At the final presidential debate on Thursday, Trump repeated a medically inaccurate statement he has made several times when he claimed the nation was “rounding the corner” on the pandemic. Trump has repeatedly downplayed COVID-19’s devastation when he characterizes the endemic as “disappearing.” On Friday, the United States saw the highest number of new COVID-19 cases ever, at 85,000 infections, just one day after seeing more than 75,000 new infections, the most since July 16.




Dear Donald J. Trump for President campaign:

As physicians, we are extremely concerned about President Trump’s decision to continue to hold irresponsible campaign rallies in our state as COVID-19 cases continue to rise.

We are concerned about the rally itself, which packs people close together with no physical-distancing or widespread mask wearing, as well as the public statements and disinformation President Trump continues to share. We believe the rallies, and President Trump’s rhetoric, increase risks to people’s health and safety.

His visits also come as all but 4 counties in Wisconsin are experiencing very high levels of COVID-19 cases and spread. On Wednesday, 10/21, our state recorded a record-high 48 coronavirus deaths. Last week, a field hospital admitted its first patient as hospitals’ capacity to treat patients is dwindling. Data also suggests that communities have experienced marked increases in COVID-19 cases in the wake of President Trump’s super-spreader events.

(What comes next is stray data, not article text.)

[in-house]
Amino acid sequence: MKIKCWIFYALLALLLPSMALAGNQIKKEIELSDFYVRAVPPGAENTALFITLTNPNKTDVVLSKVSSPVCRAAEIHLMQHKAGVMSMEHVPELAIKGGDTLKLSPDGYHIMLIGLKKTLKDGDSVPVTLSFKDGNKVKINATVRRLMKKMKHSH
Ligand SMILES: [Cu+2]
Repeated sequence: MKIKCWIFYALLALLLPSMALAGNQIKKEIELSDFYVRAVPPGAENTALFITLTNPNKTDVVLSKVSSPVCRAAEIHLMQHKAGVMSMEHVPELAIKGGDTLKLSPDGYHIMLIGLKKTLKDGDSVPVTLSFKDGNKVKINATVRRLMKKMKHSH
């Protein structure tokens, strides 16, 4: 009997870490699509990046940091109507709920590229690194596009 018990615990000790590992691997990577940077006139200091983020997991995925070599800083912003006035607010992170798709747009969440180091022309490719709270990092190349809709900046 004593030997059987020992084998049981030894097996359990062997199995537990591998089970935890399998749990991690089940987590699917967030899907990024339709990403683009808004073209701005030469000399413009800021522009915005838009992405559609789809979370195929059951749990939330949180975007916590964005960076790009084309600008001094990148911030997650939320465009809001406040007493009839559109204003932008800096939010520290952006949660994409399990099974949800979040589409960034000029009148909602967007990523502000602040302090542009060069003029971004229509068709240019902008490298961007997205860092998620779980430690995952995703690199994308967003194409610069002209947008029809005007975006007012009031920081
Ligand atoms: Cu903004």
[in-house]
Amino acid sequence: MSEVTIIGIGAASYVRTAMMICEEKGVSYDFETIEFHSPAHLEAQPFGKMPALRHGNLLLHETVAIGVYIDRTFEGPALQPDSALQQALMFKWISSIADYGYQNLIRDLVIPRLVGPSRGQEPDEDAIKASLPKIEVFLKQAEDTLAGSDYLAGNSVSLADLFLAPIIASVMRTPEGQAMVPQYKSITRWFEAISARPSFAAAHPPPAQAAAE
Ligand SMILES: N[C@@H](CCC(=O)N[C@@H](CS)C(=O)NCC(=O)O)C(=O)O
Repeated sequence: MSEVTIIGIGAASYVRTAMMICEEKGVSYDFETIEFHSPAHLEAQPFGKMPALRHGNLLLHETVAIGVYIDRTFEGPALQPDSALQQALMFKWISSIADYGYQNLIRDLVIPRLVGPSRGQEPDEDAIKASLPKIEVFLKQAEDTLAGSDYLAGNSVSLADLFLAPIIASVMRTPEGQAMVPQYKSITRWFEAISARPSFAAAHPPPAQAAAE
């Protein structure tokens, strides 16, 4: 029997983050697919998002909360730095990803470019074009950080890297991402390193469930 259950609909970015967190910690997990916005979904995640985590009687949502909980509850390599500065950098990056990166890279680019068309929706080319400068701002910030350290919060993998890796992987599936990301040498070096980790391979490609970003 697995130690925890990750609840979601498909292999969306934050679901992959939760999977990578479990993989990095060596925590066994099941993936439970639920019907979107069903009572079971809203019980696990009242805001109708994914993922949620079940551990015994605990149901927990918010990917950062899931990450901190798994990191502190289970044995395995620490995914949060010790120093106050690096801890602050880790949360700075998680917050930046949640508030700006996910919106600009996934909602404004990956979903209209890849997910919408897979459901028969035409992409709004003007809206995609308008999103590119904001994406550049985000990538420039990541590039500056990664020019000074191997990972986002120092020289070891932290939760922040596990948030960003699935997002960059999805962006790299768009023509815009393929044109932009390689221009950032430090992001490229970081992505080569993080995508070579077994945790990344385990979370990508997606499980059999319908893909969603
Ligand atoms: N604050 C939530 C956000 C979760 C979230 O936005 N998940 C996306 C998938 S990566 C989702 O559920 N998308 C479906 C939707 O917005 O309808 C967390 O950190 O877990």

For these reasons, we call on your campaign to cancel all rallies in Wisconsin for the remainder of the presidential campaign.

We additionally ask that President Trump and his associates stop intentionally spreading medically inaccurate information through their many communications platforms. Just a few recent examples include:

  • At last week’s rally in Wisconsin, President Trump claimed that the nation was “rounding the corner” in the COVID-19 pandemic effort — one day after Wisconsin reported 4,000 new COVID-19 cases, with record numbers of cases in preceding days. That day, the death toll reached 215,000, with 8.1 million Americans sickened. He repeated this lie at his second debate on Thursday.

  • In Thursday’s debate, President Trump claimed COVID-19 mortality rates are down 85 percent and that a vaccine is ready — both untrue, and only give people a false sense of security.

  • President Trump falsely said multiple times that wearing masks increases the risk of COVID-19, when the scientific evidence clearly shows that masks can reduce person-to-person transmissions and mitigate community infection rates.

  • After leaving Walter Reed Medical Center on Oct. 5, President Trump claimed he was “immune” following treatment for COVID-19. He later tweeted “I can’t get it (immune), and can’t give it” — a statement Twitter had to take down because the president spread what Twitter called “misleading and potentially harmful information related to COVID-19.” He repeated his claim about being immune at Thursday’s debate.